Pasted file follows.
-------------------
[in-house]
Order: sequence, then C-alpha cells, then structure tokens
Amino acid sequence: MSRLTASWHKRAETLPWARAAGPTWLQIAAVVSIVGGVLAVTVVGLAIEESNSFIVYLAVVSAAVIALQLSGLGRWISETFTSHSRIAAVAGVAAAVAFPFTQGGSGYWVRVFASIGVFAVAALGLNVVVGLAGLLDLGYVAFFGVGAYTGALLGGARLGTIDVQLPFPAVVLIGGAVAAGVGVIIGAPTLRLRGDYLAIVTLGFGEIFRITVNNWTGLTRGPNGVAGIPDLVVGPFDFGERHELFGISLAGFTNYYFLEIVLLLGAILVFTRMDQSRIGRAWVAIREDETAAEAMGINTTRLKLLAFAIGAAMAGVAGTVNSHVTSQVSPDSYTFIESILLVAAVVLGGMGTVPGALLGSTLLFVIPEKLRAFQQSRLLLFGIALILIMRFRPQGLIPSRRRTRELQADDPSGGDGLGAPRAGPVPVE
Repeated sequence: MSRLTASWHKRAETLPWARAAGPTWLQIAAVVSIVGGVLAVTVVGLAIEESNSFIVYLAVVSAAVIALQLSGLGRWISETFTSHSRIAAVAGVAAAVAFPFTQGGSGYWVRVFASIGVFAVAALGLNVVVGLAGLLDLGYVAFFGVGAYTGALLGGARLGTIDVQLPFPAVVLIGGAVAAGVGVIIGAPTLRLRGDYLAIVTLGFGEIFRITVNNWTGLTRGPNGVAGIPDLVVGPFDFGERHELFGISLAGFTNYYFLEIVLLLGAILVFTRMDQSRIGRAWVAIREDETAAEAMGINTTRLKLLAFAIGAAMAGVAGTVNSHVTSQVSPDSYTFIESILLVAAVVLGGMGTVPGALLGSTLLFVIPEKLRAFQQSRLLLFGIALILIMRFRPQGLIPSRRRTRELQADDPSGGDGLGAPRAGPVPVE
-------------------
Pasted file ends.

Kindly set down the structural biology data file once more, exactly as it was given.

[in-house]
Order: sequence, then C-alpha cells, then structure tokens
Amino acid sequence: MSRLTASWHKRAETLPWARAAGPTWLQIAAVVSIVGGVLAVTVVGLAIEESNSFIVYLAVVSAAVIALQLSGLGRWISETFTSHSRIAAVAGVAAAVAFPFTQGGSGYWVRVFASIGVFAVAALGLNVVVGLAGLLDLGYVAFFGVGAYTGALLGGARLGTIDVQLPFPAVVLIGGAVAAGVGVIIGAPTLRLRGDYLAIVTLGFGEIFRITVNNWTGLTRGPNGVAGIPDLVVGPFDFGERHELFGISLAGFTNYYFLEIVLLLGAILVFTRMDQSRIGRAWVAIREDETAAEAMGINTTRLKLLAFAIGAAMAGVAGTVNSHVTSQVSPDSYTFIESILLVAAVVLGGMGTVPGALLGSTLLFVIPEKLRAFQQSRLLLFGIALILIMRFRPQGLIPSRRRTRELQADDPSGGDGLGAPRAGPVPVE
Repeated sequence: MSRLTASWHKRAETLPWARAAGPTWLQIAAVVSIVGGVLAVTVVGLAIEESNSFIVYLAVVSAAVIALQLSGLGRWISETFTSHSRIAAVAGVAAAVAFPFTQGGSGYWVRVFASIGVFAVAALGLNVVVGLAGLLDLGYVAFFGVGAYTGALLGGARLGTIDVQLPFPAVVLIGGAVAAGVGVIIGAPTLRLRGDYLAIVTLGFGEIFRITVNNWTGLTRGPNGVAGIPDLVVGPFDFGERHELFGISLAGFTNYYFLEIVLLLGAILVFTRMDQSRIGRAWVAIREDETAAEAMGINTTRLKLLAFAIGAAMAGVAGTVNSHVTSQVSPDSYTFIESILLVAAVVLGGMGTVPGALLGSTLLFVIPEKLRAFQQSRLLLFGIALILIMRFRPQGLIPSRRRTRELQADDPSGGDGLGAPRAGPVPVE